In a watershed moment and a huge victory over environmentalists, General Electric has agreed to stop projects that are designed solely for the purpose of carbon dioxide reductions to please those who lobby for climate change concessions.
The National Center for Public Policy Research, a non-partisan, free-market, independent conservative think-tank which has been fighting GE for years because of GE’s liberal bias under CEO Jeffrey Immelt, scored a huge victory after receiving the commitment from General Electric.
Late in 2013, the National Center submitted a shareholder proposal as part of GE’s 2014 proxy statement and annual meeting materials. The proposal:
…request[ed] that the Board of Directors adopt a policy that General Electric not undertake any energy savings or sustainability project for the sole goal of seeking carbon dioxide emissions reductions due to climate change concerns, except as required by law … given the Company’s goal of reducing energy use (carbon dioxide emissions) and its admission that balancing this task with common business metrics is ‘difficult at best,’ shareholders are concerned that the Company may make some decisions in which the reduction of carbon dioxide emissions is a higher priority than maximizing financial returns.
Justin Danhof, director of the National Center for Public Policy Research’s Free Enterprise Project, was delighted, saying:
General Electric’s pledge to only pursue environmental projects that meet common business criteria is the culmination of years of efforts and a recognition that sustainability and the free market can work in concert.For years, GE has been the poster boy for crony capitalism and corporate America’s green energy cheerleader. Now, GE shareholders have confirmation that the company’s strategies will henceforth be led by true market forces and not by blind adherence to global warming zealotry.
Normally huge publicly-held companies exclude shareholder proposals from going public, as they can petition the U.S. Securities and Exchange Commission to exclude the proposals for technical and substantive violations of federal guidelines. But this time, GE allowed the proposal by the National Center to be publicized. Danhof said:
Rather than contesting the National Center’s free market shareholder proposal, GE’s management team made the strategic decision to amend its corporate documents to align with the parameters of our proposal. We applaud GE for codifying its dedication to free-market principles and shareholder value. More companies should take cues from GE on this issue.
GE added, “The plain language of the CSR (Corporate Social Responsibility) Policy thus makes clear that the Company will not embark on any energy savings or sustainability initiative where the sole goal is to address climate change concerns.”
The list of the National Center for Public Policy Research’s battles with GE is extensive, including:
- At a 2008 shareholder meeting, the National Center targeted GE’s CEO Jeff Immelt about GE dealing with Iran, calling GE’s actions “blood money.” Immelt conceded that GE would stop doing business with Iran.
- At a 2009 GE shareholder meeting, the National Center went after Immelt because GE’s NBC television had a clear left-wing bias and a crony partnershio with Barack Obama to push for green energy legislation. The National Center staffer asking the question had his microphone turned off. Immelt then targeted news outlets that reported the story for retaliation.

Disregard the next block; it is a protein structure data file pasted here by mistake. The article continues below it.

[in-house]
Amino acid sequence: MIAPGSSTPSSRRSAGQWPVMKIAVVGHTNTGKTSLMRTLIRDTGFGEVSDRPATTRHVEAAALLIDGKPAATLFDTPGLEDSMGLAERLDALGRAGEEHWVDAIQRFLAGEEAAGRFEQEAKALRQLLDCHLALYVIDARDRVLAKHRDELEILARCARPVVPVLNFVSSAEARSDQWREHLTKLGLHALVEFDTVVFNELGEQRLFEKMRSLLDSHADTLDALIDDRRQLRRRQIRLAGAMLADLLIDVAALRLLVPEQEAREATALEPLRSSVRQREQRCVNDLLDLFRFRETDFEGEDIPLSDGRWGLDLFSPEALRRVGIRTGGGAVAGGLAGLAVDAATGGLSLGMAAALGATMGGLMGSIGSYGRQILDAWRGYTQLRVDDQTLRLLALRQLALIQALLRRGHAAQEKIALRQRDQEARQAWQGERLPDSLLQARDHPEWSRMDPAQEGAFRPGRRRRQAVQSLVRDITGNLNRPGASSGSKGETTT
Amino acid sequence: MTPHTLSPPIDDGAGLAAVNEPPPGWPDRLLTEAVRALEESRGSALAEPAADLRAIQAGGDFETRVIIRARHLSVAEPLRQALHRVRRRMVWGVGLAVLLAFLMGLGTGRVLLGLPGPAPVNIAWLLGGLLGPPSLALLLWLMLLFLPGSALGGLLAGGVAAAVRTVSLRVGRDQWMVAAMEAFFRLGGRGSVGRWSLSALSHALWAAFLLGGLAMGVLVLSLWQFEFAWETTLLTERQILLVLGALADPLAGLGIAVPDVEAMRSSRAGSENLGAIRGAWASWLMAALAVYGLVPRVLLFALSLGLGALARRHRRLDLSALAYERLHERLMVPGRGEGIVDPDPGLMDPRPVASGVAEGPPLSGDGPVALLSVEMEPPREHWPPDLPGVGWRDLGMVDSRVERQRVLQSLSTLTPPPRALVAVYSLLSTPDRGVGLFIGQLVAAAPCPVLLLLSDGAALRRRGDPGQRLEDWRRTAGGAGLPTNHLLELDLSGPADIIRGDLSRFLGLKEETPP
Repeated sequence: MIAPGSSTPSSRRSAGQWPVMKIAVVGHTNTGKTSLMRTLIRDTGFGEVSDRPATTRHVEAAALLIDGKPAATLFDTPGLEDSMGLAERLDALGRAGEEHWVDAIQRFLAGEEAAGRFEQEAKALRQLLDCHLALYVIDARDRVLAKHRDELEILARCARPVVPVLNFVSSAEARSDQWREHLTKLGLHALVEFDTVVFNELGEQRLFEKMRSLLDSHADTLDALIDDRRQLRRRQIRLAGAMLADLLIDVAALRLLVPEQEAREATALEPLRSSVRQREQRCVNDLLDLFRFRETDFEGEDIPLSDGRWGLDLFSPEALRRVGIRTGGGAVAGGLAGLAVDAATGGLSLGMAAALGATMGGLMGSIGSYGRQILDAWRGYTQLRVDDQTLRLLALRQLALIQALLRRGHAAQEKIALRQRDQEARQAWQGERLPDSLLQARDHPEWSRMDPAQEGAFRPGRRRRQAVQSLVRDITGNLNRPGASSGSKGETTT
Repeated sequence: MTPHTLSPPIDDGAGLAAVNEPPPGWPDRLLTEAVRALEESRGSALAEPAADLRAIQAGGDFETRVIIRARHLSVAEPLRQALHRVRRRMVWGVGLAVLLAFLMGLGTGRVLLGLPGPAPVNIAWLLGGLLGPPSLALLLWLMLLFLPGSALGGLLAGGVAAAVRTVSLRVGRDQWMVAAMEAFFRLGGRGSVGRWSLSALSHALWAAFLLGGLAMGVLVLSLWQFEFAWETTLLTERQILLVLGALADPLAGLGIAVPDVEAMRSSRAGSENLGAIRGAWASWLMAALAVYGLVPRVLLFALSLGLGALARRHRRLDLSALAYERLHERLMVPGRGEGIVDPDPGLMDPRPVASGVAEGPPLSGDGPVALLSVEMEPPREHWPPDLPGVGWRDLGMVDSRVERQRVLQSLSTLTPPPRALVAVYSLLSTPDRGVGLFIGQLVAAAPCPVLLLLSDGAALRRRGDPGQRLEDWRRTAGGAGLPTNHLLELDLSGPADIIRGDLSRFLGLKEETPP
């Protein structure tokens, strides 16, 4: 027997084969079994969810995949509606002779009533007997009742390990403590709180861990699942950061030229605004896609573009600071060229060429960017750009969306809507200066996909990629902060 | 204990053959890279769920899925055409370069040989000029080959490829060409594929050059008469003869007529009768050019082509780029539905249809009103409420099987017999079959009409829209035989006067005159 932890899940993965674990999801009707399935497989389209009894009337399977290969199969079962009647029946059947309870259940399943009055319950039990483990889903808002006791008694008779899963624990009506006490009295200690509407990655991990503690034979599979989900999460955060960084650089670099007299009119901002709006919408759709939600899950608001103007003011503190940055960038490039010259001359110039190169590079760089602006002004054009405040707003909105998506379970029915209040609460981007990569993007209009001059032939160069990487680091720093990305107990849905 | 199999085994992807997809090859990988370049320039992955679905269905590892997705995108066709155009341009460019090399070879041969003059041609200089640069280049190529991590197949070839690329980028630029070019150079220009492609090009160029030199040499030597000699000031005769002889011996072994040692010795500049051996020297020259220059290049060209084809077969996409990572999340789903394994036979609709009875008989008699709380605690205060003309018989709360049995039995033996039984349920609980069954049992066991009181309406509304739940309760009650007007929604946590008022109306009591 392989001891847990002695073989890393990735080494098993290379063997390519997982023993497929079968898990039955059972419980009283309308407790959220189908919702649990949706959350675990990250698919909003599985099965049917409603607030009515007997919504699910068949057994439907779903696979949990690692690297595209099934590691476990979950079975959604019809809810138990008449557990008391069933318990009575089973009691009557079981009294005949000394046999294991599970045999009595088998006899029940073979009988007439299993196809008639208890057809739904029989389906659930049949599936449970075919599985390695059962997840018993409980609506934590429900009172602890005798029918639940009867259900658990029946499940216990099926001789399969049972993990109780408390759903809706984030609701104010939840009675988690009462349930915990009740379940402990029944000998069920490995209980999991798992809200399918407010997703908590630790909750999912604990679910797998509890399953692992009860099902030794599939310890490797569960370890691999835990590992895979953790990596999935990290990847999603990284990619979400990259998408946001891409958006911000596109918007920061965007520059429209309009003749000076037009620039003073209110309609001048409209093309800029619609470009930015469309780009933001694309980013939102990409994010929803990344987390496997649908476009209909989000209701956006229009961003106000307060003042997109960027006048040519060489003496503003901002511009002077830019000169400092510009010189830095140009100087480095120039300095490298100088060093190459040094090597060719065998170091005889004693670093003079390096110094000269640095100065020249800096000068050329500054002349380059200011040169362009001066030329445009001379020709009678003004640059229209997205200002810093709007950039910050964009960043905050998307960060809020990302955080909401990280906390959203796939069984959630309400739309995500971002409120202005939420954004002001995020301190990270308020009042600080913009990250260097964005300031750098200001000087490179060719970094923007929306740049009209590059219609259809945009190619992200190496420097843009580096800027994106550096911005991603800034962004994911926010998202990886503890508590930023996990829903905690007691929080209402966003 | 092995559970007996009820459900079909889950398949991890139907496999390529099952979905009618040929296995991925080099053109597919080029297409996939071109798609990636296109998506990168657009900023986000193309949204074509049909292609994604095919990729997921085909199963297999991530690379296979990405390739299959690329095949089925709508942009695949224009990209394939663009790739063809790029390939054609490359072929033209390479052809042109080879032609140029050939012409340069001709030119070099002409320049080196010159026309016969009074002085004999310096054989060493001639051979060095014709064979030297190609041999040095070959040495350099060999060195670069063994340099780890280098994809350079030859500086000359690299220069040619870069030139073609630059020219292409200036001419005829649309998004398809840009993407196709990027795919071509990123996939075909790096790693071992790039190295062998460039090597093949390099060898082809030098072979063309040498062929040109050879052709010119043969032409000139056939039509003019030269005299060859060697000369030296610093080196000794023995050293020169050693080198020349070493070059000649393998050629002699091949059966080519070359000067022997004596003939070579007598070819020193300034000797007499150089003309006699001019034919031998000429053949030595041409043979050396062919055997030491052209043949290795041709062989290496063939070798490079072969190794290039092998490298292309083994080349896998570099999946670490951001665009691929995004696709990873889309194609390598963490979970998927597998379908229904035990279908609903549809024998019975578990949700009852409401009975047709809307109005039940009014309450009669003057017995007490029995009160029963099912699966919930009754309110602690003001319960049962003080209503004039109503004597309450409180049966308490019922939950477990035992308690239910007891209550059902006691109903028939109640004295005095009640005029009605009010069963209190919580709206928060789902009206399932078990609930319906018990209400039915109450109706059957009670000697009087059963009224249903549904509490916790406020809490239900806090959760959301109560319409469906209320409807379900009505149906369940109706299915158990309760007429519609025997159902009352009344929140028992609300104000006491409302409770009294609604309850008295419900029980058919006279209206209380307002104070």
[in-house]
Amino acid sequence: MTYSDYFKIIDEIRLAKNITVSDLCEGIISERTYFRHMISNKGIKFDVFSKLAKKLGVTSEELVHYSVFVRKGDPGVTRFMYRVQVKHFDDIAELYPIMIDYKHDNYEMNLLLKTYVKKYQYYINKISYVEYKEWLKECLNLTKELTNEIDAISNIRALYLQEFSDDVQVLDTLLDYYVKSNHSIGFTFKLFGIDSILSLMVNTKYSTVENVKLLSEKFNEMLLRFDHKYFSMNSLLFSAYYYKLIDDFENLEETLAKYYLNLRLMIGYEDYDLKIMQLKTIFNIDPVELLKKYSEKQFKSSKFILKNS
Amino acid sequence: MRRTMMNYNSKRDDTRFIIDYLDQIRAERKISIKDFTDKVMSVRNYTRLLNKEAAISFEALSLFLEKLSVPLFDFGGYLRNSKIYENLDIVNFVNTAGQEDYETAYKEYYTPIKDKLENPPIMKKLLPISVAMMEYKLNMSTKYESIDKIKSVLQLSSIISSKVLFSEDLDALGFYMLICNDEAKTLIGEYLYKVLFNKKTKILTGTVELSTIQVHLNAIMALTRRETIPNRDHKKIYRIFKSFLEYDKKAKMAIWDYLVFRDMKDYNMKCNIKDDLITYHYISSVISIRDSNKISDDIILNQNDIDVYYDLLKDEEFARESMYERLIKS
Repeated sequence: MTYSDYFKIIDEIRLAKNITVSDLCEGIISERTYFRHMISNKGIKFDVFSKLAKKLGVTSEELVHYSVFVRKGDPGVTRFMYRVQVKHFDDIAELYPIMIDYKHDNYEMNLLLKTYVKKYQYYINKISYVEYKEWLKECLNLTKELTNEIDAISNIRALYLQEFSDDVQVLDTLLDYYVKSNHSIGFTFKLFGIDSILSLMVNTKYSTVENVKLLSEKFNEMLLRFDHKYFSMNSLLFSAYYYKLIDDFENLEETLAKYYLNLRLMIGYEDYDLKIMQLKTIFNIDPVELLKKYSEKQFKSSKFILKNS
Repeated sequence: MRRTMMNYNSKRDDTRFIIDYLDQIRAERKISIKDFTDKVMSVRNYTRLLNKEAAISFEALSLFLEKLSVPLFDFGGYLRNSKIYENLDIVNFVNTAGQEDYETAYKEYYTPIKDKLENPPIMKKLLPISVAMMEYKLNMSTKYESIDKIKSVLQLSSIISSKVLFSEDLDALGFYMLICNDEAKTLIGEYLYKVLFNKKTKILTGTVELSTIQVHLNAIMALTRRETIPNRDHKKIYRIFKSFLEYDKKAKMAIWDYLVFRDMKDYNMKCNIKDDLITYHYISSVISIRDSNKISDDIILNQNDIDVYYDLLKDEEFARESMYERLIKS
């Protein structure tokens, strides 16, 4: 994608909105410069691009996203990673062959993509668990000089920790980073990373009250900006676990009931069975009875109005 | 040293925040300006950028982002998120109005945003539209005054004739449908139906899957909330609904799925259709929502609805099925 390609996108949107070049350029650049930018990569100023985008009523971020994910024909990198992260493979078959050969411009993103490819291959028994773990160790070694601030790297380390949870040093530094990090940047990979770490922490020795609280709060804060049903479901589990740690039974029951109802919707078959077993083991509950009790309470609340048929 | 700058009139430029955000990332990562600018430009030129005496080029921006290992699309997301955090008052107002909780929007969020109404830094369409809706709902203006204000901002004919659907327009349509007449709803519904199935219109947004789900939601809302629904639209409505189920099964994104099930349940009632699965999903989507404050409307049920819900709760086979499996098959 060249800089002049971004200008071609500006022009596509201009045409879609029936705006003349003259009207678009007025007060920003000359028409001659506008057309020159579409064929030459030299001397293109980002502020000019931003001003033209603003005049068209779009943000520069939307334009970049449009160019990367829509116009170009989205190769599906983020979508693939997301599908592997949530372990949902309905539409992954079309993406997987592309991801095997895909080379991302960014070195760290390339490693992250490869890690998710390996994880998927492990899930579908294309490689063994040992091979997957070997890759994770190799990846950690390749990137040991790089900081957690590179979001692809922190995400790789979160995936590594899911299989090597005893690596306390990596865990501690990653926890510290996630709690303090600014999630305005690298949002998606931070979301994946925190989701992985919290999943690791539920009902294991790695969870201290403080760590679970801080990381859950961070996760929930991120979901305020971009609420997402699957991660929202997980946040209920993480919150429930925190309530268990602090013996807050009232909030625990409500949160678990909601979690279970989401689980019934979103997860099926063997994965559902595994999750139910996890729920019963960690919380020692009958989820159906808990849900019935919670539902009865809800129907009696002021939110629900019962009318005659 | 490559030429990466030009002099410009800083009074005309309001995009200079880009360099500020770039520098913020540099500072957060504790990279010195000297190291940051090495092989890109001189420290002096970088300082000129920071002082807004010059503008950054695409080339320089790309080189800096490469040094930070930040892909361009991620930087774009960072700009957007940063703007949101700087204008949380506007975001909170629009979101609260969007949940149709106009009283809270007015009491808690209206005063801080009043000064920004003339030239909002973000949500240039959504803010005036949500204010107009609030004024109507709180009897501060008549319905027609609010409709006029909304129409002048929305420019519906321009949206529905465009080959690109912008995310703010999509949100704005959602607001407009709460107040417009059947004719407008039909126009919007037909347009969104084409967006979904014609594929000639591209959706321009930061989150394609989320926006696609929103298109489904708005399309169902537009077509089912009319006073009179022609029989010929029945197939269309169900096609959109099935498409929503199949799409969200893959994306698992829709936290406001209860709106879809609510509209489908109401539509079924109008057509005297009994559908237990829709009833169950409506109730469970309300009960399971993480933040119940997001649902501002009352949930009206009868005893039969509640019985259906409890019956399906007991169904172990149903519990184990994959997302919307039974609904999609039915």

- In 2010, National Center President David Ridenour joined two other staffers to target Immelt over GE’s lobbying for cap-and-trade global warming legislation, ObamaCare, and MSNBC’s clear left-wing agenda. Immelt refused to answer.
- In 2010, the National Center accused Immelt of cynically using a celebration for President Ronald Reagan’s 100th birthday to pander to conservatives.
- At GE’s 2011 shareholder meeting, the National Center sought to oust Immelt as CEO for his support of ObamaCare, President Obama’s stimulus spending bill and federal cap-and-trade legislation. The National Center also submitted a shareholder proposal, which requested that GE reveal what kind of financial risks it faced from climate change regulations.
- In December 2011, National Center Chairman Amy Ridenour chastised GE for pushing a de facto ban on the traditional incandescent light bulb to please global warming partisans.
- At the 2012 GE shareholder meeting, the Free Enterprise Project aggressively pursued Immelt for the conflict of interest created by his position as chairman of President Obama’s Council on Jobs and Competitiveness while he was GE’s CEO. Immelt, incredibly, claimed there was no conflict.
- At the 2013 GE shareholder meeting, Danhof requested of Immelt that he think over a proposal “to repeal ObamaCare’s medical device tax while keeping the move financially balanced by simultaneously ending taxpayer subsidies to the wind power industry.” Immelt agreed he would take a look.
The new concession by GE may have been in the works for some time; in 2011, Immelt told an MIT Enterprise Forum audience that he had “lost interest in calling on the United States to develop a more comprehensive energy policy.” National Center President David Ridenour responded, “talk is cheap.”
All too often, shareholders find themselves facing almost insurmountable odds when they believe the company they have invested in has strayed from free-market principles. In this case, the company has done the right thing. Not only is this a victory for General Electric’s shareholders and employees, it is a victory for all Americans.
Amy Ridenhour added: